When the polish of the stone is not good it affects the brilliancy, the fire and especially the luster of the stone.
There are 3 defects that can affect the polish:
- Polish Lines – Fine parallel grooves and ridges left by polishing; can occur on any facet but do not cross facet junctions; transparent or white.
- Burnt areas – Hazy surface area that results from excessive heat during polishing; also called a burned facet.
Polish lines and burnt areas can be easily fixed by polishing the stone.
You should always look for polish lines and burnt areas from the area of the stone opposite to where they are. This means that to see polish lines and burnt areas in the pavilion, one must look through the crown, and to see polish lines and burnt areas in the crown, one must look through the pavilion.
- Scratches and Abrasions.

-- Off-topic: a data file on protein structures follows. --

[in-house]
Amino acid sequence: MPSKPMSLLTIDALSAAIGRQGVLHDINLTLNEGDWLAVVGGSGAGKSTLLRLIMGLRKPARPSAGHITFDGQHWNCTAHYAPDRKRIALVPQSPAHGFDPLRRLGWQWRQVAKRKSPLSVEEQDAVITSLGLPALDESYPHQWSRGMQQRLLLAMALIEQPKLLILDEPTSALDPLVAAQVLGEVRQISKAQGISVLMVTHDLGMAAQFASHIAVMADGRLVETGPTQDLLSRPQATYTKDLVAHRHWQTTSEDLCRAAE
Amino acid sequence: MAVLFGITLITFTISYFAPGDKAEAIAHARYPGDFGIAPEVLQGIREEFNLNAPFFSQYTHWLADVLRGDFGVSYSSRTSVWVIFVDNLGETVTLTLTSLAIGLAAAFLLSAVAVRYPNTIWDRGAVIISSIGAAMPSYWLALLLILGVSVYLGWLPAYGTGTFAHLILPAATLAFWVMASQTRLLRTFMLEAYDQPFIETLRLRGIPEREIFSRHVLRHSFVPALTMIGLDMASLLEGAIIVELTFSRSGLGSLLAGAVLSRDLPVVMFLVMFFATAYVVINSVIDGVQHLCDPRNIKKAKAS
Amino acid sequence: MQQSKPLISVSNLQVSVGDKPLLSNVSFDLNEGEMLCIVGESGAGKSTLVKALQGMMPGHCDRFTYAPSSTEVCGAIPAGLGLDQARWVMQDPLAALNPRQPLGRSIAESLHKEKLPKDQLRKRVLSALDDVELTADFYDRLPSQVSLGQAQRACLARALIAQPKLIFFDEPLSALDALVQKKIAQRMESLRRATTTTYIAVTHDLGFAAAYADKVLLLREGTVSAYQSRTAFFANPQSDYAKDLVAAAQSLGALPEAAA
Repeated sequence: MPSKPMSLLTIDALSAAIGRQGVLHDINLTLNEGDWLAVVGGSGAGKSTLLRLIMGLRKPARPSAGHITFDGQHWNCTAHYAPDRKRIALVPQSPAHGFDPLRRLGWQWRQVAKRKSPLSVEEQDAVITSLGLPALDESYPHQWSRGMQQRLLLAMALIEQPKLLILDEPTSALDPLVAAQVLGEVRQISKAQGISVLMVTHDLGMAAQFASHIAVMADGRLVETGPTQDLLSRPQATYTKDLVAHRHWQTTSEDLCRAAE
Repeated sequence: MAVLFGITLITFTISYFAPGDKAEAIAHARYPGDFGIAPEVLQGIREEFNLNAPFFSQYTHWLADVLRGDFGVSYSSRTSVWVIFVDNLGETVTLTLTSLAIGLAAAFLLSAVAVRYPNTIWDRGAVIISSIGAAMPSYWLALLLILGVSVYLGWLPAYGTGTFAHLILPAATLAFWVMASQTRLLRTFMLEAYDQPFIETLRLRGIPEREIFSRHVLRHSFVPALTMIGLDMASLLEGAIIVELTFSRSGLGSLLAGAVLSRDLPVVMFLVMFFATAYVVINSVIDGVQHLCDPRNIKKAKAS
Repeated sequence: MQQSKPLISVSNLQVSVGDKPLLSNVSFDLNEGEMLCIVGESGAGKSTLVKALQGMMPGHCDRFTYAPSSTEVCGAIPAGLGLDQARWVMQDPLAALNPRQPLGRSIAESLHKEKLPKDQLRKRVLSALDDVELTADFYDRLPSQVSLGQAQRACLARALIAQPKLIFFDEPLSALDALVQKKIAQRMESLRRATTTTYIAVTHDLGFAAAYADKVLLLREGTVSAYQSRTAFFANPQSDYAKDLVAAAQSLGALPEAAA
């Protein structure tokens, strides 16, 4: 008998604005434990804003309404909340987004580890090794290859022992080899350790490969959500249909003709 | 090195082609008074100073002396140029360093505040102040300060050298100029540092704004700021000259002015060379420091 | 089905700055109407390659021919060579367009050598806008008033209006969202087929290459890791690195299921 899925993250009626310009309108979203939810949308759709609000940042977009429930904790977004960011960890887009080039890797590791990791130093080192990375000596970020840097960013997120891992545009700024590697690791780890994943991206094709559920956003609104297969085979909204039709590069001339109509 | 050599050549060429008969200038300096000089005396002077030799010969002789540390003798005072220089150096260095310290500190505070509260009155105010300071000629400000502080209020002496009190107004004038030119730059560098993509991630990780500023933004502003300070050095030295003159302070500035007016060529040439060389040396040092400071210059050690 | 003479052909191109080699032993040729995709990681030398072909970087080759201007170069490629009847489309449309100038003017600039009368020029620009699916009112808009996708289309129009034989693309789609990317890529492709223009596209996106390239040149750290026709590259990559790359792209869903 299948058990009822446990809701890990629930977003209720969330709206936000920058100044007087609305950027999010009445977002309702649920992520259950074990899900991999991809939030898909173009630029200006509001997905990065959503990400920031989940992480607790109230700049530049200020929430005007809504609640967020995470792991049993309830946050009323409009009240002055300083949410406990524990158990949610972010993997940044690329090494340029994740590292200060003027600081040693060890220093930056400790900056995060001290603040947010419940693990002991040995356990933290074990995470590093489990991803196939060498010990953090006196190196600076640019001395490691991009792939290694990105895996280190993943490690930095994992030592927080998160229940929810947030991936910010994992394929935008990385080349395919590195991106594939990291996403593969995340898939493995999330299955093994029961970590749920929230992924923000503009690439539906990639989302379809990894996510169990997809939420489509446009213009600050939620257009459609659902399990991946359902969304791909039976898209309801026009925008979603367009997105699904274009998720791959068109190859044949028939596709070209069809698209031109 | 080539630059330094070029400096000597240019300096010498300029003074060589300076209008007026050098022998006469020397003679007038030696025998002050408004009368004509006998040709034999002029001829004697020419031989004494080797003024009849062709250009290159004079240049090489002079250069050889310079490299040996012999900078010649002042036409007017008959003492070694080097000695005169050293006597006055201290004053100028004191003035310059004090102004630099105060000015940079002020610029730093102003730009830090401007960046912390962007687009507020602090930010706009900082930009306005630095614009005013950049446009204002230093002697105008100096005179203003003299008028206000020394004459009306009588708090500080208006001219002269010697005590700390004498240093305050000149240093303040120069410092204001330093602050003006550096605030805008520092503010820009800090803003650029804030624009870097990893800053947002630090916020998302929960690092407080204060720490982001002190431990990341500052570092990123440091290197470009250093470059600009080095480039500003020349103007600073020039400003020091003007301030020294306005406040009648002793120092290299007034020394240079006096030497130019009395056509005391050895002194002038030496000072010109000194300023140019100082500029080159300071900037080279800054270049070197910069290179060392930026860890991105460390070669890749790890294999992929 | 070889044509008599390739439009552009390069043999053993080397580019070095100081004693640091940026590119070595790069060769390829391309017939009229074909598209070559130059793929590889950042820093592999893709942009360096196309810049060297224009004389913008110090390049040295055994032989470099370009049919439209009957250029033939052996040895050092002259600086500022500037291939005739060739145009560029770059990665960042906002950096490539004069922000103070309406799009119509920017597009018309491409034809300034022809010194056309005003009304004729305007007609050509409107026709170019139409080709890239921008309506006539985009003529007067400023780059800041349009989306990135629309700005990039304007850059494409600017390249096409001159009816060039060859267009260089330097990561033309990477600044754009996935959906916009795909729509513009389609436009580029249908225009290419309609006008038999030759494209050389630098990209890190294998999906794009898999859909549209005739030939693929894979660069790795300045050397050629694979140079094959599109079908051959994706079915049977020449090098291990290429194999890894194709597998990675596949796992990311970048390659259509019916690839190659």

- Nick – A small notch on a facet junction
- Pit – A small opening that looks like a tiny white dot
- Checking polish in the microscope:
If you want to check the polish in the table, you should put the stone between the culet and the table, tilt it towards yourself until the table looks like a black background and the star facets look fully focused. You should turn the stone 360 degrees and look for polish lines, burnt areas and scratches on the black background, which is the table.
It is also possible to check polish problems directly on the facet using the reflective light system.
Rules for determining the polish grade
- If there are no polish problems the grade is: Excellent.
- If there are few scratches or polish lines the grade is: Very Good.
- If there is a medium amount of scratches or a medium amount of polish lines or very light burnt areas the grade will be: Good.
- If there are burnt areas that are easily seen by the Loupe the grade will be: Fair.